Sri Caitanya's Nectarian River Pastimes, Part 31


Mahismati-pura on River Narmada

Dec 06, 2015 — CANADA (SUN) — Sri Caitanya's transcendental pastimes with rivers.

The Narmada River

Although our introduction of the holy Naramada River quickly transformed into a discussion on semantics and book changes, and the fine points of how rivers are described in sastra, we should now return to a specific account of Lord Caitanya's pastimes in association with this river. One of them was briefly mentioned in the previous segment -- the Lord's visit to Mahismati-pura on the Naramda.

In the state of Madhya Pradesh, about 170 kilometers east of Gujarat's eastern border and about 80 km south of Indore, resides the ancient village of Mashismati, commonly known today as Maheswar.

Maheswar on the Narmada

In Madhya lila 9.310 we find the details of Caitanya Mahaprabhu's visit to Mahismati and surrounding theerthams:

    TEXT 310

    tapi snana kari' aila mahismati-pure
    nana tirtha dekhi tahan narmadara tire

    "Sri Caitanya Mahaprabhu next arrived at the banks of the river Tapi. After bathing there, He went to Mahismati-pura. While there, He saw many holy places on the banks of the river Narmada.

    PURPORT The river Tapi is presently known as Tapti. The river's source is a mountain called Multai, and the river flows westward through the state of Saurastra and into the Arabian Sea. Mahismati-pura is mentioned in Mahabharata in connection with Sahadeva's victory. Sahadeva, the youngest brother of the Pandavas, conquered that part of the country. As stated in the Mahabharata:

      tato ratnany upadaya
      purim mahismatim yayau
      tatra nilena rajna sa
      cakre yuddham nararsabhah

      "After acquiring jewels, Sahadeva went to the city of Mahismati, where he fought with a king called Nila."

    Laksmi Temple, Mahismati-pura

    Mahismati is an ancient city in the Khargone district of Madhya Pradesh, sitting on the banks of the sacred Narmada River. The name Mahismati-pura 'on the banks' (pura) of the Narmada. Similarly, the name Narmada-tira means 'tira', or 'the banks' of the river. The Tapti is another nearby river flowing to the Arabian Sea.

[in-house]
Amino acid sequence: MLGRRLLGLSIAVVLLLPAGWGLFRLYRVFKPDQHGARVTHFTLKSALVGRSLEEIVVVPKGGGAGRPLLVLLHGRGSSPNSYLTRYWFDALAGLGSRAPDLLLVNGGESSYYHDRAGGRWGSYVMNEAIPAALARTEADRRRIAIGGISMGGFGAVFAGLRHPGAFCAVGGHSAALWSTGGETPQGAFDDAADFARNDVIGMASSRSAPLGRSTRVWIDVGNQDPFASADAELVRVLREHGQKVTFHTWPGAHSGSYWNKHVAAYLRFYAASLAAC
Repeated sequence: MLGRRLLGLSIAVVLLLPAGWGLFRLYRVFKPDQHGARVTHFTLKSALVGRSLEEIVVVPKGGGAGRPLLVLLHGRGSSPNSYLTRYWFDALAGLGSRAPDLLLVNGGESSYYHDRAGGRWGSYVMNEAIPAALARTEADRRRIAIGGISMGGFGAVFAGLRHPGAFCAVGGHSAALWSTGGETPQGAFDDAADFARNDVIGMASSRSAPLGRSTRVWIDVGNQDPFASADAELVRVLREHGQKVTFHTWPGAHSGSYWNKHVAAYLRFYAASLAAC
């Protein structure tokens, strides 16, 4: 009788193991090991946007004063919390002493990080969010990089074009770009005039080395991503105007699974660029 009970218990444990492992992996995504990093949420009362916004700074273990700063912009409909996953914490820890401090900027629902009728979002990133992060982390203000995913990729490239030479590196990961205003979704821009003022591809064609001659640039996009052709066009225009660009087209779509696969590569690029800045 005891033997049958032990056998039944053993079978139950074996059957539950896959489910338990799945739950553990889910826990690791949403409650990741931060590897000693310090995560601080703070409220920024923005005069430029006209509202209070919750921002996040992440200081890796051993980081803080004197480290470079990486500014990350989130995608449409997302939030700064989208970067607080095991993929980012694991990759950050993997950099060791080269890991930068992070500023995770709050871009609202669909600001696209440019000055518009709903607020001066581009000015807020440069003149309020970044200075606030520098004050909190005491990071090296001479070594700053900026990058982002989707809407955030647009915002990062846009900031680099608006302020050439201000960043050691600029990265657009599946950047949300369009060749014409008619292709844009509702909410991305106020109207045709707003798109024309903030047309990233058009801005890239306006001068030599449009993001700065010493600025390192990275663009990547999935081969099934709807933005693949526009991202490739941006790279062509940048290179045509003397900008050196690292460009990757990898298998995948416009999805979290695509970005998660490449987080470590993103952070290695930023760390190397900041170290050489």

In ancient times, the Kalachuris of Tripuri were the ruling house in the region, with their seat of power located at Mahismati on the Narmada. The great kings of this dynasty included Karna, Kokalla, and Gangeyadeva.

    Mahismati-pura was once the domain of King Indrasena, as described in this narration of Indira Ekadasi from Bhavishya Purana:

      "In the Satya-yuga there lived a king named Indrasena, who was so powerful that he destroyed all his enemies. His kingdom was called Mahismati-puri. The glorious and highly religious King Indrasena took good care of his subjects, and therefore he was rich in gold, grains, sons, and grandsons. He was greatly devoted to Sri Visnu as well. He especially enjoyed chanting My name, calling out 'Govinda! Govinda!' In this way King Indrasena systematically dedicated himself to pure spiritual life and spent much time meditating on the Absolute Truth."

    Baneswar Shiva Temple

    Mahismati-pura is also mentioned in the Bhavishya Purana's narration of Putrada Ekadasi. During the Dvarpara-yuga, the king of Mahismati-pura, Mahijita, had no son and so his entire kingdom seemed utterly cheerless to him. By following the sage advice of Lomasa Rishi, however, he and all the citizens of Mahismati-puri fasted on Putrada Ekadasi. On the strength of their piety, the queen became pregnant and eventually gave birth to a most beautiful son.

    During another age, Mahismati-pura was the capital of the princely state of Indore (originally named 'Indrapur' after Lord Indreshwar, not King Indrasena). It was rebuilt in the 18th century by Queen Ahilyabai of the Indore Holkar dynasty. A great many ancient temples, ghats and palaces are still found here, and pilgrims come in large numbers to the holy sites.

    Sahasra Dhara ('a thousand streams') on the Narmada

    As is often the case, the place names of local villages and shrines have changed somewhat over the years. About 8 km from Mahismati (Maheswar) is a village called Mandleshwar, which is also said to have been called Mahismati in ancient times.

    Situated on the North bank of the river Narmada, Mandleshwar was the site of the great debate of Adi Shankarsacharya at the Gupteshwar Mahadev Temple, in which he firmly established his Mayavada philosophy. There is also a Dattatreya temple there, where strangely enough, each year abhishekha is performed in the name of Albert Einstein, and at another time in the name of Lenin.

    Photos courtesy of A.Chatt@Flikr. © All rights reserved.


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